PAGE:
A former U.S. Olympics gymnastics coach with ties to disgraced sports doctor Larry Nassar died by suicide Thursday after being charged with two dozen crimes, including forms of human trafficking, Michigan’s attorney general said. The announcement from Attorney General Dana Nessel came about three hours after a news conference where Nessel announced that John Geddert was charged with crimes, including sexual assault, human trafficking and running a criminal enterprise. The charges were the latest fallout from the sexual abuse scandal involving Nassar, a former Michigan State University sports doctor now in prison. Geddert was accused of turning his Michigan gym into a yearslong criminal enterprise by coercing girls to train under him and then verbally and physically abusing them. FILE – Larry Nassar sits during his sentencing hearing in Lansing, Mich., Jan. 24, 2018.He was accused of lying to investigators in 2016 when he denied ever hearing complaints about Nassar, who is serving decades in prison for sexually assaulting female athletes in a scandal that counted hundreds of victims and turned USA Gymnastics upside down. Geddert, 63, was head coach of the 2012 U.S. women’s Olympic gymnastics team, which won a gold medal. He has long been associated with Nassar, who was the Olympic team’s doctor and also treated injured gymnasts at Twistars, Geddert’s Lansing-area gym. Geddert was accused of recruiting minors for forced labor, a reference to the gymnasts he coached, according to documents filed in an Eaton County court. A message seeking comment was left with his attorney. Nessel said the coach used “force, fraud and coercion” for financial benefit. FILE – Michigan Attorney General Dana Nessel speaks during a news conference in Lansing, Mich., March 5, 2020.”The victims suffer from disordered eating,” Nessel said, “including bulimia and anorexia, suicide attempts and attempts at self-harm, excessive physical conditioning, repeatedly being forced to perform even when injured, extreme emotional abuse and physical abuse, including sexual assault.” The charges against Geddert included two counts of sexual assault against a teen in 2012. Nessel acknowledged that the case might not fit the common understanding of human trafficking. “We think of it predominantly as affecting people of color or those without means to protect themselves … but honestly, it can happen to anyone, anywhere,” she said. “Young, impressionable women may at times be vulnerable and open to trafficking crimes, regardless of their stature in the community or the financial well-being of their families.”  Assistant Attorney General Danielle Hagaman-Clark said the charges against Geddert had “very little to do” with Nassar. Geddert was suspended by Indianapolis-based USA Gymnastics during the Nassar scandal. He told families in 2018 that he was retiring. On his LinkedIn page, Geddert described himself as the “most decorated women’s gymnastics coach in Michigan gymnastics history.” He said his Twistars teams won 130 club championships. But Geddert was often portrayed in unflattering ways when Nassar’s victims spoke during court hearings in 2018. “What a great best friend John was to Larry for giving him an entire world where he was able to abuse so easily,” said Lindsey Lemke, now a coach at the University of Arkansas. “You two sure do have a funny meaning of friendship. You, John Geddert, also deserve to sit behind bars right next to Larry.” 

China’s Detention of Irish Businessman Spotlights Global Issue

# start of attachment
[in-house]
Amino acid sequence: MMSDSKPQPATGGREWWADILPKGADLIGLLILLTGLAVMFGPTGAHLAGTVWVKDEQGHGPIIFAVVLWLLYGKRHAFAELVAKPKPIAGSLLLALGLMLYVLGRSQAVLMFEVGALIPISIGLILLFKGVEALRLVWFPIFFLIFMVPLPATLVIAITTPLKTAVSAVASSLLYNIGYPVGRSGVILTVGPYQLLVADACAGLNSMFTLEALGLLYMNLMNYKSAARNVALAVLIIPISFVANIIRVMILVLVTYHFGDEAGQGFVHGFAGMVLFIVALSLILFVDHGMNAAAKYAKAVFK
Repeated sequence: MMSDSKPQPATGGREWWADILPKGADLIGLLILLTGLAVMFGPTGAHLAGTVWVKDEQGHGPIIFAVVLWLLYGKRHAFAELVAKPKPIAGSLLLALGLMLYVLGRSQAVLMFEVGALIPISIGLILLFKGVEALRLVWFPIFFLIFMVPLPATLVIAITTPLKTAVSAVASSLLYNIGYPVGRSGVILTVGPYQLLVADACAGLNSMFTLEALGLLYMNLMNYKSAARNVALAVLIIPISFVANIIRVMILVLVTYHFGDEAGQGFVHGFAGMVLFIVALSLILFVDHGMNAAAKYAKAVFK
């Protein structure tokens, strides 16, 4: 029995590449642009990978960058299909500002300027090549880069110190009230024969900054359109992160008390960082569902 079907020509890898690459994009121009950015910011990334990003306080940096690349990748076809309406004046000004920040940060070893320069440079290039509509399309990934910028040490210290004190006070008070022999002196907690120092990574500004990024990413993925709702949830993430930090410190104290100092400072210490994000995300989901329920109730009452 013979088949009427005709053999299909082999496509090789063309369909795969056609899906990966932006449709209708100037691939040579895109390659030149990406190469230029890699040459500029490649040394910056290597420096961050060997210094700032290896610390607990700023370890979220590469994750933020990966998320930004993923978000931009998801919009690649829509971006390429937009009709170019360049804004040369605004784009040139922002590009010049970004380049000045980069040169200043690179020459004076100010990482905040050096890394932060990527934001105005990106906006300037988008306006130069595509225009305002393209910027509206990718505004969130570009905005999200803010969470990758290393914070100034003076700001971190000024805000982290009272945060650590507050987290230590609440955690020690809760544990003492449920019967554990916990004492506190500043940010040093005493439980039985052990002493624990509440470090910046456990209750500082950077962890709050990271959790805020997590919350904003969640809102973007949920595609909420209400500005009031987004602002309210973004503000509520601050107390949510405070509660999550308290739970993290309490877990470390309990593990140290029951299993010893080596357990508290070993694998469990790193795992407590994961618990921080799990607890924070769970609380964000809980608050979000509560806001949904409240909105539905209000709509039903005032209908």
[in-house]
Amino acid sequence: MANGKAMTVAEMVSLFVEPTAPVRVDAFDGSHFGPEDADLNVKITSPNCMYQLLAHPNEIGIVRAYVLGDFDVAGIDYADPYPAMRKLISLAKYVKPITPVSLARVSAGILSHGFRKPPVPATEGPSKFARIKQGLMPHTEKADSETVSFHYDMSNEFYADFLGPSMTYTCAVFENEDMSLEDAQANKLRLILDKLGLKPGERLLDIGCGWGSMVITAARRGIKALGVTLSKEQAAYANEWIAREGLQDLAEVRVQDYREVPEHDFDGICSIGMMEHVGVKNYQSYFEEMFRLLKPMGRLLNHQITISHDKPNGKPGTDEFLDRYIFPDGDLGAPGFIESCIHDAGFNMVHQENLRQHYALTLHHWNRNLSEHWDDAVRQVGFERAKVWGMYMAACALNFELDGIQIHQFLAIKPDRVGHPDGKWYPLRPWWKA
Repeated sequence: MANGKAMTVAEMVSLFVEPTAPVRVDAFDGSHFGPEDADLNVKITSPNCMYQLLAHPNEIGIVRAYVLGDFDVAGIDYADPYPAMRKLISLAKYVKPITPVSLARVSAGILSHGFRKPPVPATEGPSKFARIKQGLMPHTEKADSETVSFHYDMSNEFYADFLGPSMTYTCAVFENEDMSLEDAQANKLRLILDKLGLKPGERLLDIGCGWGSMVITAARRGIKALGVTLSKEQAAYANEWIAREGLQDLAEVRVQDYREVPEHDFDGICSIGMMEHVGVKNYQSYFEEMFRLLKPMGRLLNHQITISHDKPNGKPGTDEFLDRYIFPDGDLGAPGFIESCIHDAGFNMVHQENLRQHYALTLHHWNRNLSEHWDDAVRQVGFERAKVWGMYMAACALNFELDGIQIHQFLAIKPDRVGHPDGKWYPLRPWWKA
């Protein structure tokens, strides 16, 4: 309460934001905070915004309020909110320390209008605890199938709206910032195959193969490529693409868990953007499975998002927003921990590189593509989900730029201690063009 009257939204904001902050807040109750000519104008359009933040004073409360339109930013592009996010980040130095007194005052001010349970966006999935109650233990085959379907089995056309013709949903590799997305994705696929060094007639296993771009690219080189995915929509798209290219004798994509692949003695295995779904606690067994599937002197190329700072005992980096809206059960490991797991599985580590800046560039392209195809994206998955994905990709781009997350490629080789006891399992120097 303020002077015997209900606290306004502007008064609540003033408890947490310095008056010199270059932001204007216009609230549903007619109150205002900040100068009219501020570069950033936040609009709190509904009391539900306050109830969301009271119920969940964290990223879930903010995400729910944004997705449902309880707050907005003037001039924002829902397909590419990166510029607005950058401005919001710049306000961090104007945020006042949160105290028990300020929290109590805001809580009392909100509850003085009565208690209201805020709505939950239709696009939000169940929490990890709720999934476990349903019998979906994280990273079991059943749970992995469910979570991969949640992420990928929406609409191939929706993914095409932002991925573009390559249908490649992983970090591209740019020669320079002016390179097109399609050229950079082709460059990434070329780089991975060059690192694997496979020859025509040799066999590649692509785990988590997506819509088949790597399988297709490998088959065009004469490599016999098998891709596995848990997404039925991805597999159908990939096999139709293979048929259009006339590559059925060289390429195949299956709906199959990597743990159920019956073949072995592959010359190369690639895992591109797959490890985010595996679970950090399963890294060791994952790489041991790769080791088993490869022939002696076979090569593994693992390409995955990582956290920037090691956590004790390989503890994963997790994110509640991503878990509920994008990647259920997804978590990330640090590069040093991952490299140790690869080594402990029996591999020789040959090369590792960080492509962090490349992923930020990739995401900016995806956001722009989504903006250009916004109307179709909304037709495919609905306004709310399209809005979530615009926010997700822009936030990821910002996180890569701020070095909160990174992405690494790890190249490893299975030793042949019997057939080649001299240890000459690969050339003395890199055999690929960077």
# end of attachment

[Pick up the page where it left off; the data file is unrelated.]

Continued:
After two years of discreet silence about his detention without charges in China, Irish businessman Richard O’Halloran finally spoke up this month. His youngest child was only 5 years old when he traveled to Shanghai in February 2019 on what he expected to be a short business trip, O’Halloran said in an interview with FILE – People hold signs calling for China to release Canadian detainees Michael Spavor and Michael Kovrig, in Vancouver, British Columbia, Canada, March 6, 2019.While the case of the “two Michaels” has been widely publicized, O’Halloran’s ordeal was little known until he went public this past week. In the interview, the 45-year-old father of four said his anguish had reached the point that he asked the Chinese judge in charge of his case: “Do you expect that I tell my wife to get on with her life, and for my kids to try and forget about me? Is that what you’re trying to do?” O’Halloran, an executive with the Irish subsidiary of an aviation leasing company, traveled to China to help settle a commercial dispute that resulted in the arrest of his employer on charges of defrauding Chinese investors of some $70 million. While not charged with any crime, O’Halloran has been told he cannot leave China until the money is returned to the investors. The Chinese embassy in Dublin told RTE: “In any country, company representatives have the legal obligation to return the proceeds of crime flowing into the company and related yields to the victims.” The embassy added, “We fully understand Mr. O’Halloran’s family’s anxiety and hope they will advise Mr. O’Halloran to cooperate in a meaningful way with judicial authorities in Shanghai to ensure an early solution to the case.” But O’Halloran argued in his interview that the Chinese legal system is “fundamentally flawed.” “To expect somebody to sign documents in Chinese, to conduct an entire interview in Chinese, without legal representation, is just not correct in my view,” he said. FILE – Winston Lord, then-U.S. assistant secretary of state for East Asia, addresses a press conference in Honolulu, Jan. 25, 1996.The case has attracted the attention of some major China policy experts, including Winston Lord, a former U.S. ambassador to China and assistant secretary of state for East Asia. “I’ve been following the case closely for many months, it’s a very sad, frustrating and cruel case,” Lord said in a phone interview from his home in Manhattan. “This man is a businessman from Ireland, he went to the mainland to try to help the Chinese resolve a case against another Chinese, and he’s been kept in detention — not house arrest, but he can’t leave the country — for two years.”  Lord said China may be hurting its own economic interests by holding O’Halloran. “I already know people who don’t want to be stationed in China, whether it’s pollution, repression, or extreme measures like this,” he said. The detention has also been denounced on the floor of the Irish parliament, where Senator Michael McDowell insisted that “no Chinese citizen would be treated in this way in this country.”Watch: In the #Seanad today I highlighted the ongoing wrongful detention of Richard O’Halloran in China https://t.co/xs8h15ztJ5 via @YouTube— Michael McDowell (@SenatorMcDowell) February 15, 2021″Comparative size of our two countries doesn’t justify wolf diplomacy being deployed against Ireland to try and blackmail this man into doing something unlawful,” he said. McDowell cautioned the Irish government against falling into what he called the three stages of inaction — “the stage which was premature to do anything, the stage which was too sensitive, and the stage which was too late.”